It’s very strange: I’ve been reading and memorizing great swatches of Mandelstam (I’m working on “Tristia” now), and just last night I was thinking that perhaps he was the greatest poet of the twentieth century; today I ran across an essay “Collecting Mandelstam” (pdf, Google cache) by R. Eden Martin (in the Caxtonian, November 2006) that makes the same suggestion:

Who was the greatest poet writing in any western language during the 20th Century? Many would answer: Osip Mandelstam…

Russia produced many excellent poets during the past century. Cab drivers in Petersburg regularly quote Pushkin at length. The very best Russian poets of the 20th Century would certainly include Akhmatova, Blok, Mandelstam, Pasternak, and Tsvetaeva—and one could make a case for dozens of others. I believe that many of these Russian poets were greater artists than any poet writing in America at the time, including Frost and Stevens. And some experts in a position to make such judgments believe that Mandelstam was the greatest of them all.

You needn’t agree with such an extravagant claim, however, to enjoy Martin’s essay, which provides a handy summary of the poet’s life and—since he is a book collector—includes photographs of some rare editions and (perhaps my favorite) an enticing one of a complete run of Apollon magazine (“the greatest Russian literary and arts journal of the pre-War era”), 1909-1917, as well as the title page of the August 1910 issue that included Mandelstam’s first published poems. I’ve just sent off for Clarence Brown’s 1978 biography Mandelstam; I’ll have to take Omry Ronen’s widely praised An Аpproach to Mandelstam (Jerusalem, 1983) out of the library, since it doesn’t seem to be available for love or money.

Incidentally, while we’re on the subject of Russian literature, I also ran across a blog I’m surprised I haven’t seen before, Lizok’s Bookshelf, written by Lisa Hayden Espenschade, who says “I’m a writer and Russian tutor/teacher who loves reading fiction, particularly Russian novels,” and has very informative notes on Russian books she’s read or that have won prizes. Definitely worth a bookmark.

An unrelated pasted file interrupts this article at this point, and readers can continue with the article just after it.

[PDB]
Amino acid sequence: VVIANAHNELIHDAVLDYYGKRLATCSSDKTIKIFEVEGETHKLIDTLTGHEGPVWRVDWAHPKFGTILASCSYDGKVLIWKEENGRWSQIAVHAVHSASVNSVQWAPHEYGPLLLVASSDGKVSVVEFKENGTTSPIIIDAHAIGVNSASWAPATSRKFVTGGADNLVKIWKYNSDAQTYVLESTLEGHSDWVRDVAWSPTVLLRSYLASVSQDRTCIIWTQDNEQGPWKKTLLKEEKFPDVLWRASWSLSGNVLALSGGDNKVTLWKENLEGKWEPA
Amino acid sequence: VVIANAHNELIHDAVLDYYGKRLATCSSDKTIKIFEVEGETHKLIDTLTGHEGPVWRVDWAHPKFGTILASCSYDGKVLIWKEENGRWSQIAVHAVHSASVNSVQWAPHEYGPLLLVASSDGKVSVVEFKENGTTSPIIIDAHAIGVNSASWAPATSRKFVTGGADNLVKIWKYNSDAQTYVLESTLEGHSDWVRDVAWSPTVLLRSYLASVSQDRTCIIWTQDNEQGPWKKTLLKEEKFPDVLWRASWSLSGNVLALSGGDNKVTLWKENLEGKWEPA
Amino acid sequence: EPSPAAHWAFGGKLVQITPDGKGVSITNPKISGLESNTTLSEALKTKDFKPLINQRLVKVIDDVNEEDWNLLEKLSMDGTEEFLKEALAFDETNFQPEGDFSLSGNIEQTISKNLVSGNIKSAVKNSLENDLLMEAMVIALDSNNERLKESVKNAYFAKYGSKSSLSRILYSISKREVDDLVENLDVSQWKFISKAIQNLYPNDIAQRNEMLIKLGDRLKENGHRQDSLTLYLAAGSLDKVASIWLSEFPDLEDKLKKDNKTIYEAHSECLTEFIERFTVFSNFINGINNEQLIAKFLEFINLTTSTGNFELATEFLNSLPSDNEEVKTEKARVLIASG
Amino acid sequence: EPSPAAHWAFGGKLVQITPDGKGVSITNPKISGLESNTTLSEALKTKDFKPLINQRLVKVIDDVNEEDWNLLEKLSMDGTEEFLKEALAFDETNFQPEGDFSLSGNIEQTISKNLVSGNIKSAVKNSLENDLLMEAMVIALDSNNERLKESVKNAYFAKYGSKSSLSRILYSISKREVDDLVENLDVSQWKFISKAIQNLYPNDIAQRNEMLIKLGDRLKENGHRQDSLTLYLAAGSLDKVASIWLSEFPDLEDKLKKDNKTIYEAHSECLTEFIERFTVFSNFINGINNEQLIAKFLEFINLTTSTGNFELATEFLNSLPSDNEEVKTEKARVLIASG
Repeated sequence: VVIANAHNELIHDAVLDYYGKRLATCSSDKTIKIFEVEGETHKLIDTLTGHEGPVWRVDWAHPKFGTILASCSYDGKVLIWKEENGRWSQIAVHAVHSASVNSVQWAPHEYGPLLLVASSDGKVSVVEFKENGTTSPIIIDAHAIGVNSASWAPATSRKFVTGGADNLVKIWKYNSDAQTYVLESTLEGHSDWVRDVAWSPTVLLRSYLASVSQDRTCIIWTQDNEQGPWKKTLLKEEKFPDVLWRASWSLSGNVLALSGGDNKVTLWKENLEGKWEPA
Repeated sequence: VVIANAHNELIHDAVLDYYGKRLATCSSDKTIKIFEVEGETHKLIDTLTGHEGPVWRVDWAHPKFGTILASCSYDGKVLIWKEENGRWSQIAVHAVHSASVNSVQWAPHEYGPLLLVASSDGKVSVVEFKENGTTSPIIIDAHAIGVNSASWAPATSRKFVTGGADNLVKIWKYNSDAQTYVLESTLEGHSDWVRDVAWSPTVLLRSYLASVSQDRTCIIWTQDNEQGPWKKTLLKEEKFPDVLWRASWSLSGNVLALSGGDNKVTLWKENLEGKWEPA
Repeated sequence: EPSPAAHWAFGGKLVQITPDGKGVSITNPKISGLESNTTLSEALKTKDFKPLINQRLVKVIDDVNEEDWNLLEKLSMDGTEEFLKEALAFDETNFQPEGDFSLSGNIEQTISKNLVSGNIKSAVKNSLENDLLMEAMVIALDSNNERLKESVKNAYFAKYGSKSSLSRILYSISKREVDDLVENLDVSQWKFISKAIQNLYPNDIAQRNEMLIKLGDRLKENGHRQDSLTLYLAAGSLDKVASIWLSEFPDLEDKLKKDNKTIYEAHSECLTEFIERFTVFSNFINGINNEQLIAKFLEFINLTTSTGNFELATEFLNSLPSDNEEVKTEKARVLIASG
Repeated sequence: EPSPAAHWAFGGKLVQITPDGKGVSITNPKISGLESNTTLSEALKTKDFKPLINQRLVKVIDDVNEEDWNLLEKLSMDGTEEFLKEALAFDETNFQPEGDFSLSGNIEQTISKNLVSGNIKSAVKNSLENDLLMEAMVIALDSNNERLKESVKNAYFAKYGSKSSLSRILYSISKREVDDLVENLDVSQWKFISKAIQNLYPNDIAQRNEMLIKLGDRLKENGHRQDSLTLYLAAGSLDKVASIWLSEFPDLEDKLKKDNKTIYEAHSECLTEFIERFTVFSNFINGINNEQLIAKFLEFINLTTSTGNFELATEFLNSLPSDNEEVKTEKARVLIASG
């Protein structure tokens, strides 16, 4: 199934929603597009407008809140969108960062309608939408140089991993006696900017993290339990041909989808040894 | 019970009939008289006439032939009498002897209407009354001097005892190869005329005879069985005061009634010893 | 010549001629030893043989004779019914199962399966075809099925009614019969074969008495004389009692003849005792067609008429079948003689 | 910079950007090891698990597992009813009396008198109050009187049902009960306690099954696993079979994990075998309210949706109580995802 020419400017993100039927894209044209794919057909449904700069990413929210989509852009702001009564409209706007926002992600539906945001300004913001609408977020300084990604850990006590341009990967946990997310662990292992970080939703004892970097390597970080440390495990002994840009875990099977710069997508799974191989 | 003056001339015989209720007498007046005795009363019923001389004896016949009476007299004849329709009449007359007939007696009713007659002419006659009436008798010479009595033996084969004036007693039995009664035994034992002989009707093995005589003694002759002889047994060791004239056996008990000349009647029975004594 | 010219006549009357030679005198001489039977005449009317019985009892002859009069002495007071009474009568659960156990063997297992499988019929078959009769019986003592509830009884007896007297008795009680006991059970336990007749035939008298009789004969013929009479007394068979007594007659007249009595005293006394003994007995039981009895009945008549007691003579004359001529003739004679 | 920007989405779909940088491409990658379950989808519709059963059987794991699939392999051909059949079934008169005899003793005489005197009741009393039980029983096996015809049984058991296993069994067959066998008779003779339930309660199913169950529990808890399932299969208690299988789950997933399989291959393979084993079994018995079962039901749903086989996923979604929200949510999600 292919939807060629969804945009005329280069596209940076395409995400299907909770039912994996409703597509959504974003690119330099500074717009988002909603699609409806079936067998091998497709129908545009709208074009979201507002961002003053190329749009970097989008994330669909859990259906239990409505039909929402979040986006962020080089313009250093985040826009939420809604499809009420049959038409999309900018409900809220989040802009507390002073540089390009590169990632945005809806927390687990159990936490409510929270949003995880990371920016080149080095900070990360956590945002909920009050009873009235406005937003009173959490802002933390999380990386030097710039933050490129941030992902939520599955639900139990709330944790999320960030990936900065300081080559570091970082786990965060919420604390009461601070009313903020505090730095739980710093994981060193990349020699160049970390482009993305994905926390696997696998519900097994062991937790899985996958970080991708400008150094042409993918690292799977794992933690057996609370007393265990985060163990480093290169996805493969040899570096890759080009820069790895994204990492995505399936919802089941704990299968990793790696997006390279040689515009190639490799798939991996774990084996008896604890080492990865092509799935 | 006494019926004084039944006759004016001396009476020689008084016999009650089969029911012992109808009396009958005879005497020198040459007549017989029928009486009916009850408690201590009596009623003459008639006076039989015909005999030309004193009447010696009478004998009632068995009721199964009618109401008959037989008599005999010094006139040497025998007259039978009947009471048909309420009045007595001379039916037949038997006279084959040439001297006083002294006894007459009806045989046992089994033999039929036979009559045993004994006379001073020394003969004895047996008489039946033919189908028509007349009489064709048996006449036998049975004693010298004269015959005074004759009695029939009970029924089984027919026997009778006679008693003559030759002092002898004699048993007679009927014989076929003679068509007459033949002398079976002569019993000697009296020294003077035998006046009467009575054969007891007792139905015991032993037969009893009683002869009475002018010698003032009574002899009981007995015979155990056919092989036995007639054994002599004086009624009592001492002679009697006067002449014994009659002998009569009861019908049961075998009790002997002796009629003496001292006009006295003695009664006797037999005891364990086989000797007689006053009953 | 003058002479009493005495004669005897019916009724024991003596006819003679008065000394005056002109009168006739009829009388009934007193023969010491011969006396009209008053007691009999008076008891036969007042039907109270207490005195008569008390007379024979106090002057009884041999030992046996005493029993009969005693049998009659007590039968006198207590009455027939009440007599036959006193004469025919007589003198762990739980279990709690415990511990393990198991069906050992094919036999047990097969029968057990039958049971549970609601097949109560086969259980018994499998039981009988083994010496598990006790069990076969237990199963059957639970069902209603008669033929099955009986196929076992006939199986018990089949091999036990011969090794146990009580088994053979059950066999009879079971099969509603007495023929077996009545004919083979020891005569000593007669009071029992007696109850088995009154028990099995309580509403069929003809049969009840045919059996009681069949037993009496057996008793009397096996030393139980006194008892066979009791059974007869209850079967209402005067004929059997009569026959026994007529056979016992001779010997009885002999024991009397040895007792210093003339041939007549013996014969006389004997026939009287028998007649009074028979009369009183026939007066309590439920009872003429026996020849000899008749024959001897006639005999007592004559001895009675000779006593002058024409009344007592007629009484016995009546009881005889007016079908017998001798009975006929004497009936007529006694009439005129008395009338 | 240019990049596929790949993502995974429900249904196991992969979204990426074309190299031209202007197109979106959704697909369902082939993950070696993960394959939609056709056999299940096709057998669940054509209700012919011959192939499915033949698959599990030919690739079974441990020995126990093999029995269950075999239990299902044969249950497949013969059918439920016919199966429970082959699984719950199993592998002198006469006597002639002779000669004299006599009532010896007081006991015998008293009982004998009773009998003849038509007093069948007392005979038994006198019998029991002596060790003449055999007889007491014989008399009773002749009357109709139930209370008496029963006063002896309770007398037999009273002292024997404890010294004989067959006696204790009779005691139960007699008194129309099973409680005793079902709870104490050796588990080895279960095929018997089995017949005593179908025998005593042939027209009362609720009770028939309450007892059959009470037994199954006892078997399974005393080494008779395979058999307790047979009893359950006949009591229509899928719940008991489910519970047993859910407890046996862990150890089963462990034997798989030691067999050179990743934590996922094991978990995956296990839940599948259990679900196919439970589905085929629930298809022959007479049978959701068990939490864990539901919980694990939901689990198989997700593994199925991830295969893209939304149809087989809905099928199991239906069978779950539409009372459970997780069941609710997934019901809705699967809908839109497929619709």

Oh, and happy new year! May 2009 be better for all of us.


  1. May 2009 be better for all of us.
    Hear, hear!
    Happy new year, everybody!

  2. I have no Russian, but I’ve long been dazzled by Mandelstam’s prose in English translation. Is there anything you would recommend to get an idea of the poetry? (Short of learning Russian — I really ought to learn Mandarin first.)

  3. for me it’s TBAMP, i translated two MT’s poems yesterday and today but won’t send it anywhere i guess
    happy new year!

  4. philistine
    These made such an impression I have added them to my blog.
    All the best to everyone for 2009.

  5. Gleðilegt nýtt ár!
    While I’m posting… am I the only one who’s noticed the travel writing cliché of mentioning cab drivers quoting the classic literature of the place traveled to. I’ve come across it a few times through the years but it first struck me now. Icelandic travel writing used to mention cab drivers quoting the sagas and eddas like all the freaking time. I hope that somewhere out there a brave reporter claims that cab drivers in Providence quote H. P. Lovecraft. Now that would be a treat.

  6. Happy New Year. I’ve never noticed, but then I tend to use Lonely Planet or the Rough Guide. The only place I’ve noticed anyone quoting literature was in Ethiopia where everyone has read The Sign and the Seal and it’s a common topic for small talk.

  7. The very best Russian poets of the 20th Century would certainly include Akhmatova, Blok, Mandelstam, Pasternak, and Tsvetaeva—and one could make a case for dozens of others.
    Pasternak is certainly included, but Hodasevič, for example, needs a case making?

  8. If it’s a boy Espen Espenschade would be a great name for her next child (just a suggestion).
    Even though you’ve qualified it, I’m shocked, shocked to see you, Language, of all people, stooping to this ‘best poet of the 20th Century’ rubbish. ‘I believe that many of these Russian poets were greater artists than any poet writing in America at the time, including Frost and Stevens. ‘ That’s just the worst kind of chauvinistic nonsense fit only for a sports stadium. Nothing drives me crazier than someone making the simultaneously pompous and ill-informed judgment that X is ‘the best building of the twentieth century’.

  9. i’ve tried to translate of course
    i reacted to the ”, and Tsvetaeva” i guess, and i would include Esenin, Mayakovski that they are of the same caliber
    sure, poetry can’t be graded or compared, especially between the languages, but they are really the best in the Russian poetry along with Pushkin, Lermontov, Tyutchev imo
    if you know the language; if you don’t, then, of course, it’s all ‘mimo’, which is a pity, in a sense
    i would feel the same pity for myself if i haven’t learned English and missed out reading prose or blogs or translations from French 🙂 in English

  10. Hodasevič, for example, needs a case making?
    Khodasevich is a wonderful poet, but I don’t think he’s on the level of the others. Everybody quotes Nabokov calling him “the greatest Russian poet of our time,” but they rarely point out that 1) he was Nabokov’s friend, and 2) the quote comes from an elegiac speech on Khodasevich’s death, which is hardly the occasion for a cold, unbiased assessment. Speaking of which:
    I’m shocked, shocked to see you, Language, of all people, stooping to this ‘best poet of the 20th Century’ rubbish